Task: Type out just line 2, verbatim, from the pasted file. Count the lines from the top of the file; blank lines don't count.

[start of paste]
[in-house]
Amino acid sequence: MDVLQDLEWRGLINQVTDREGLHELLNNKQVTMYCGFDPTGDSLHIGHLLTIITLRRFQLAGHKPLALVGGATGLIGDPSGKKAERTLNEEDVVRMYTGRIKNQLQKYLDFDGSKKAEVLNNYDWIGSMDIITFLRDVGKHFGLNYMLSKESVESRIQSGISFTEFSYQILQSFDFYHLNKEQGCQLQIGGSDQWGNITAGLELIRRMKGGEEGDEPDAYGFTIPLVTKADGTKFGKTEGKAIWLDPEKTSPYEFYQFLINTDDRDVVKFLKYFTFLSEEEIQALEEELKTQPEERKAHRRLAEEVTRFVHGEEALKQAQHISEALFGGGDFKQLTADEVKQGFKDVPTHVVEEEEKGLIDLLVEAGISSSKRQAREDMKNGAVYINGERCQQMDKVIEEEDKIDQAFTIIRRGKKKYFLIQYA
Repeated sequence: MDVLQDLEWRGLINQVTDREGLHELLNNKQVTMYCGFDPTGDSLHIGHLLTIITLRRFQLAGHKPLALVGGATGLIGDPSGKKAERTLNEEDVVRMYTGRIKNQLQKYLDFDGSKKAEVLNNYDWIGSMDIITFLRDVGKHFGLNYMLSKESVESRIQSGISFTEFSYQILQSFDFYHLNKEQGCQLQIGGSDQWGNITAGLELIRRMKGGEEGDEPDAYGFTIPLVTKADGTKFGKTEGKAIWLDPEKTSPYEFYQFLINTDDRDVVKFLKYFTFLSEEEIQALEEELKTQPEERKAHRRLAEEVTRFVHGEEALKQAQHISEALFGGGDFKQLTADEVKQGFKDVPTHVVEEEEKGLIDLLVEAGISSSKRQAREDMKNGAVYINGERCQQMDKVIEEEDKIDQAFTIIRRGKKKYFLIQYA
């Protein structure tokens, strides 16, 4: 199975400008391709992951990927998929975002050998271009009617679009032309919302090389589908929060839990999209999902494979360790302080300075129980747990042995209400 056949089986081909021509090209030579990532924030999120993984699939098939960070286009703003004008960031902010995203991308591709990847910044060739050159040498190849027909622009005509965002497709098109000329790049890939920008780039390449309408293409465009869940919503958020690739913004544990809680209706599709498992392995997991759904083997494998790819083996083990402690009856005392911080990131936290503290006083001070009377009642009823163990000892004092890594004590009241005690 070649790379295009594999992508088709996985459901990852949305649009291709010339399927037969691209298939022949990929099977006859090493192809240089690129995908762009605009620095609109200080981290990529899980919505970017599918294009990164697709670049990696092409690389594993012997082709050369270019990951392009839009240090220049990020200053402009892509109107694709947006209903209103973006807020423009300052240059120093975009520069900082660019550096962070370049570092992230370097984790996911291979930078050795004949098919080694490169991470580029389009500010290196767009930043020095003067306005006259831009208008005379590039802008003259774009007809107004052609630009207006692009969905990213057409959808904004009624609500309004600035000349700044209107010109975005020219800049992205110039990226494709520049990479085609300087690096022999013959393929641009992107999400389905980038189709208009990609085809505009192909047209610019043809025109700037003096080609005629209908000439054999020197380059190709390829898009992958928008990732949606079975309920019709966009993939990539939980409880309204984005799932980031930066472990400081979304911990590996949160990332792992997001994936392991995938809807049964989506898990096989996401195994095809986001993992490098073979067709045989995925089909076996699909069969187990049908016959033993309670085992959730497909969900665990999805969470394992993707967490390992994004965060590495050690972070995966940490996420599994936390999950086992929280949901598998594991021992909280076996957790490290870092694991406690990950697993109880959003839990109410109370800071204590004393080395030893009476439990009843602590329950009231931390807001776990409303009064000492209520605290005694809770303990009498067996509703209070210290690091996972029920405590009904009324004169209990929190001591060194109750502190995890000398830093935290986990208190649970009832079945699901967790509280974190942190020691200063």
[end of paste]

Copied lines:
Amino acid sequence: MDVLQDLEWRGLINQVTDREGLHELLNNKQVTMYCGFDPTGDSLHIGHLLTIITLRRFQLAGHKPLALVGGATGLIGDPSGKKAERTLNEEDVVRMYTGRIKNQLQKYLDFDGSKKAEVLNNYDWIGSMDIITFLRDVGKHFGLNYMLSKESVESRIQSGISFTEFSYQILQSFDFYHLNKEQGCQLQIGGSDQWGNITAGLELIRRMKGGEEGDEPDAYGFTIPLVTKADGTKFGKTEGKAIWLDPEKTSPYEFYQFLINTDDRDVVKFLKYFTFLSEEEIQALEEELKTQPEERKAHRRLAEEVTRFVHGEEALKQAQHISEALFGGGDFKQLTADEVKQGFKDVPTHVVEEEEKGLIDLLVEAGISSSKRQAREDMKNGAVYINGERCQQMDKVIEEEDKIDQAFTIIRRGKKKYFLIQYA